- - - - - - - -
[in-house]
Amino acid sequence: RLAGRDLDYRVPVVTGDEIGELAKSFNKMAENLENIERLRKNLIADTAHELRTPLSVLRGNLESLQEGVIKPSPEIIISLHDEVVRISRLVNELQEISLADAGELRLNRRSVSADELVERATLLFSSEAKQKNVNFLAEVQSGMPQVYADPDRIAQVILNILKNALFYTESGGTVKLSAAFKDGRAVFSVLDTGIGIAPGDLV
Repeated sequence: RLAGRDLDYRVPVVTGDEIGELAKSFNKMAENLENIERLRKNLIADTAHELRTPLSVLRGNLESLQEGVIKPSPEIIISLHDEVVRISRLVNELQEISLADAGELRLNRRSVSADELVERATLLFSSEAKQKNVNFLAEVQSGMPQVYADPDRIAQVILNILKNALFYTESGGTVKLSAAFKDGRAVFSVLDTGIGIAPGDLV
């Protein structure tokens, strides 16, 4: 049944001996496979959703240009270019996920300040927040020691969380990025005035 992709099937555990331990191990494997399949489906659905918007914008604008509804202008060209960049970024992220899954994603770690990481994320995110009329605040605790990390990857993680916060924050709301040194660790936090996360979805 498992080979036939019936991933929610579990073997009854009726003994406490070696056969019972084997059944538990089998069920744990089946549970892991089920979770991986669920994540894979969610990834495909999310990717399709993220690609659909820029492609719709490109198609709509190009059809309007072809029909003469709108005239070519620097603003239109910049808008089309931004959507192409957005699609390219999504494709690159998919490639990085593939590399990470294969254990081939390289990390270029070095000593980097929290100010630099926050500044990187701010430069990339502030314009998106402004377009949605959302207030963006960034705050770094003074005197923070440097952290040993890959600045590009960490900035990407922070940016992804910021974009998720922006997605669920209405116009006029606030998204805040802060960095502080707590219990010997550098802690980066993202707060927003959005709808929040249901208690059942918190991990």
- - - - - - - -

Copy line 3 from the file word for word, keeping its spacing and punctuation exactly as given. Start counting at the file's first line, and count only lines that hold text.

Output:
Repeated sequence: RLAGRDLDYRVPVVTGDEIGELAKSFNKMAENLENIERLRKNLIADTAHELRTPLSVLRGNLESLQEGVIKPSPEIIISLHDEVVRISRLVNELQEISLADAGELRLNRRSVSADELVERATLLFSSEAKQKNVNFLAEVQSGMPQVYADPDRIAQVILNILKNALFYTESGGTVKLSAAFKDGRAVFSVLDTGIGIAPGDLV